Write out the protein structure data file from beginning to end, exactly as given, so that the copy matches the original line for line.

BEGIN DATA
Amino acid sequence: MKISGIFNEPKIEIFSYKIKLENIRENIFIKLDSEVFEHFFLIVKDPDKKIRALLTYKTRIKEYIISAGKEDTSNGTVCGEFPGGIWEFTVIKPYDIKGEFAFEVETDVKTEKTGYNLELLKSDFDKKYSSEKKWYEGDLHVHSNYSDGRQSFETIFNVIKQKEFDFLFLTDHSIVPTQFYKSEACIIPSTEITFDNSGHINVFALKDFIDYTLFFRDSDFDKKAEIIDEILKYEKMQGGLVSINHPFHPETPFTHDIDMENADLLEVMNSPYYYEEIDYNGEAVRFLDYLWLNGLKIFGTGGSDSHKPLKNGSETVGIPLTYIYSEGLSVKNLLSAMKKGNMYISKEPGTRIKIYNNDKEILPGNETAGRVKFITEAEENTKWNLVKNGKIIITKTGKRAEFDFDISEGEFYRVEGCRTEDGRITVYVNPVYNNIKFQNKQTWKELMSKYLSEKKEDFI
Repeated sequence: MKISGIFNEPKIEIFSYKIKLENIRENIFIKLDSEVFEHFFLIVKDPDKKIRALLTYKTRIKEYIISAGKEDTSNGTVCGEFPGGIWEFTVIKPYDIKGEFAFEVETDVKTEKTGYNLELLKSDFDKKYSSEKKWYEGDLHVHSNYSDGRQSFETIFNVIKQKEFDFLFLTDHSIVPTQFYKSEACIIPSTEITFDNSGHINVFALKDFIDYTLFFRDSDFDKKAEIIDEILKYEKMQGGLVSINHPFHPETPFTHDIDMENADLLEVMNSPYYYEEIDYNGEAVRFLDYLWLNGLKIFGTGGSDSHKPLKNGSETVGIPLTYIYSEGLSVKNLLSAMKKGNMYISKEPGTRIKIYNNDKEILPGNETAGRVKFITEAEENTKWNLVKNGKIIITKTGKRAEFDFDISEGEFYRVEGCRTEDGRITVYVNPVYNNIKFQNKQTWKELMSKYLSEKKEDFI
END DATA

Amino acid sequence: MKISGIFNEPKIEIFSYKIKLENIRENIFIKLDSEVFEHFFLIVKDPDKKIRALLTYKTRIKEYIISAGKEDTSNGTVCGEFPGGIWEFTVIKPYDIKGEFAFEVETDVKTEKTGYNLELLKSDFDKKYSSEKKWYEGDLHVHSNYSDGRQSFETIFNVIKQKEFDFLFLTDHSIVPTQFYKSEACIIPSTEITFDNSGHINVFALKDFIDYTLFFRDSDFDKKAEIIDEILKYEKMQGGLVSINHPFHPETPFTHDIDMENADLLEVMNSPYYYEEIDYNGEAVRFLDYLWLNGLKIFGTGGSDSHKPLKNGSETVGIPLTYIYSEGLSVKNLLSAMKKGNMYISKEPGTRIKIYNNDKEILPGNETAGRVKFITEAEENTKWNLVKNGKIIITKTGKRAEFDFDISEGEFYRVEGCRTEDGRITVYVNPVYNNIKFQNKQTWKELMSKYLSEKKEDFI
Repeated sequence: MKISGIFNEPKIEIFSYKIKLENIRENIFIKLDSEVFEHFFLIVKDPDKKIRALLTYKTRIKEYIISAGKEDTSNGTVCGEFPGGIWEFTVIKPYDIKGEFAFEVETDVKTEKTGYNLELLKSDFDKKYSSEKKWYEGDLHVHSNYSDGRQSFETIFNVIKQKEFDFLFLTDHSIVPTQFYKSEACIIPSTEITFDNSGHINVFALKDFIDYTLFFRDSDFDKKAEIIDEILKYEKMQGGLVSINHPFHPETPFTHDIDMENADLLEVMNSPYYYEEIDYNGEAVRFLDYLWLNGLKIFGTGGSDSHKPLKNGSETVGIPLTYIYSEGLSVKNLLSAMKKGNMYISKEPGTRIKIYNNDKEILPGNETAGRVKFITEAEENTKWNLVKNGKIIITKTGKRAEFDFDISEGEFYRVEGCRTEDGRITVYVNPVYNNIKFQNKQTWKELMSKYLSEKKEDFI